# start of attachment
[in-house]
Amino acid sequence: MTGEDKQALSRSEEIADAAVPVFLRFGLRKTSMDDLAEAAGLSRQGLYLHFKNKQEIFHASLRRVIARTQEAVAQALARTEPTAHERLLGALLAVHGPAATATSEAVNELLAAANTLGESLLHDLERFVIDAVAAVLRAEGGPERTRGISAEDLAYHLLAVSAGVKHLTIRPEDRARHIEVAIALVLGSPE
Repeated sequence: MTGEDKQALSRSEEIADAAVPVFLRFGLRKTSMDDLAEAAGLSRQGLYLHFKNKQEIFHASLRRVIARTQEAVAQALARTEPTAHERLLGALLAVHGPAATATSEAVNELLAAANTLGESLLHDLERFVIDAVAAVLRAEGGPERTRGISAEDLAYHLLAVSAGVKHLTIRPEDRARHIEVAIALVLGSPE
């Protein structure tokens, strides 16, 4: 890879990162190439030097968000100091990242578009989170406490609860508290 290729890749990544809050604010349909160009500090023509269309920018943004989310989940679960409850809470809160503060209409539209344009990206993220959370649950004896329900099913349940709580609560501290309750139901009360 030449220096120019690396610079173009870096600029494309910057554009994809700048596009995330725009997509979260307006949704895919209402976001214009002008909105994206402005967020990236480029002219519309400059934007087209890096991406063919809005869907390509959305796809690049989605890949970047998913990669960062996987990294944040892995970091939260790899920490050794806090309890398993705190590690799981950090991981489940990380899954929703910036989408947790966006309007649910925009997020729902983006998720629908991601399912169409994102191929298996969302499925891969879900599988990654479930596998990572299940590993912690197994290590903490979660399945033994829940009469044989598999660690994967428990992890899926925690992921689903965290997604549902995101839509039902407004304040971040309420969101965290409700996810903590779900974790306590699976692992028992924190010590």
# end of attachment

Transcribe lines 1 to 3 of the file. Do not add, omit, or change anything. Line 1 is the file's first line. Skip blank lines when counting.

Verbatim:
[in-house]
Amino acid sequence: MTGEDKQALSRSEEIADAAVPVFLRFGLRKTSMDDLAEAAGLSRQGLYLHFKNKQEIFHASLRRVIARTQEAVAQALARTEPTAHERLLGALLAVHGPAATATSEAVNELLAAANTLGESLLHDLERFVIDAVAAVLRAEGGPERTRGISAEDLAYHLLAVSAGVKHLTIRPEDRARHIEVAIALVLGSPE
Repeated sequence: MTGEDKQALSRSEEIADAAVPVFLRFGLRKTSMDDLAEAAGLSRQGLYLHFKNKQEIFHASLRRVIARTQEAVAQALARTEPTAHERLLGALLAVHGPAATATSEAVNELLAAANTLGESLLHDLERFVIDAVAAVLRAEGGPERTRGISAEDLAYHLLAVSAGVKHLTIRPEDRARHIEVAIALVLGSPE